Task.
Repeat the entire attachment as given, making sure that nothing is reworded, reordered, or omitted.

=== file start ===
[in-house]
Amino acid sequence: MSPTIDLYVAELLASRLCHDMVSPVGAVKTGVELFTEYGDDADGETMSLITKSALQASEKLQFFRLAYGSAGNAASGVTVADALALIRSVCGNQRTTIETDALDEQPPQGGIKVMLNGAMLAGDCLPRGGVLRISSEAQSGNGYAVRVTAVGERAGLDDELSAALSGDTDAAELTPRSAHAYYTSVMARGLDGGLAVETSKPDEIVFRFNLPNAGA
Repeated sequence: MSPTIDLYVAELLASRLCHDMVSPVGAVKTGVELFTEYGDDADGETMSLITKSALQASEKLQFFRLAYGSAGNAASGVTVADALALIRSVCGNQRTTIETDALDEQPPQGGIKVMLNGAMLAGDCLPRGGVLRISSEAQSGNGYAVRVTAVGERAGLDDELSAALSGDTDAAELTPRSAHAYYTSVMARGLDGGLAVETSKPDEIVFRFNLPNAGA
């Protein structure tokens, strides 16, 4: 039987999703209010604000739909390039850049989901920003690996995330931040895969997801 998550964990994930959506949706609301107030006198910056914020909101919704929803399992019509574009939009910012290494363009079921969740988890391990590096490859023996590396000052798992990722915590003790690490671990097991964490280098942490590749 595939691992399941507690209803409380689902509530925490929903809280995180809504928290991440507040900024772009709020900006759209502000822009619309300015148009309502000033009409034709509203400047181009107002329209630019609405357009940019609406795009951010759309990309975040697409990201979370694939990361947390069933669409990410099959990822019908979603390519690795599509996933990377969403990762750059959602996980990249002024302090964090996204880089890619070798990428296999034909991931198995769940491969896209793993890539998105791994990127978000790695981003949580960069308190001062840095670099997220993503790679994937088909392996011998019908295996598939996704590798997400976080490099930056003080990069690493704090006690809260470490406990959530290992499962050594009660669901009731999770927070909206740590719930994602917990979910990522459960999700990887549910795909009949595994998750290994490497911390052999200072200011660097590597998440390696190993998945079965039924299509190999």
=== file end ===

[in-house]
Amino acid sequence: MSPTIDLYVAELLASRLCHDMVSPVGAVKTGVELFTEYGDDADGETMSLITKSALQASEKLQFFRLAYGSAGNAASGVTVADALALIRSVCGNQRTTIETDALDEQPPQGGIKVMLNGAMLAGDCLPRGGVLRISSEAQSGNGYAVRVTAVGERAGLDDELSAALSGDTDAAELTPRSAHAYYTSVMARGLDGGLAVETSKPDEIVFRFNLPNAGA
Repeated sequence: MSPTIDLYVAELLASRLCHDMVSPVGAVKTGVELFTEYGDDADGETMSLITKSALQASEKLQFFRLAYGSAGNAASGVTVADALALIRSVCGNQRTTIETDALDEQPPQGGIKVMLNGAMLAGDCLPRGGVLRISSEAQSGNGYAVRVTAVGERAGLDDELSAALSGDTDAAELTPRSAHAYYTSVMARGLDGGLAVETSKPDEIVFRFNLPNAGA
């Protein structure tokens, strides 16, 4: 039987999703209010604000739909390039850049989901920003690996995330931040895969997801 998550964990994930959506949706609301107030006198910056914020909101919704929803399992019509574009939009910012290494363009079921969740988890391990590096490859023996590396000052798992990722915590003790690490671990097991964490280098942490590749 595939691992399941507690209803409380689902509530925490929903809280995180809504928290991440507040900024772009709020900006759209502000822009619309300015148009309502000033009409034709509203400047181009107002329209630019609405357009940019609406795009951010759309990309975040697409990201979370694939990361947390069933669409990410099959990822019908979603390519690795599509996933990377969403990762750059959602996980990249002024302090964090996204880089890619070798990428296999034909991931198995769940491969896209793993890539998105791994990127978000790695981003949580960069308190001062840095670099997220993503790679994937088909392996011998019908295996598939996704590798997400976080490099930056003080990069690493704090006690809260470490406990959530290992499962050594009660669901009731999770927070909206740590719930994602917990979910990522459960999700990887549910795909009949595994998750290994490497911390052999200072200011660097590597998440390696190993998945079965039924299509190999």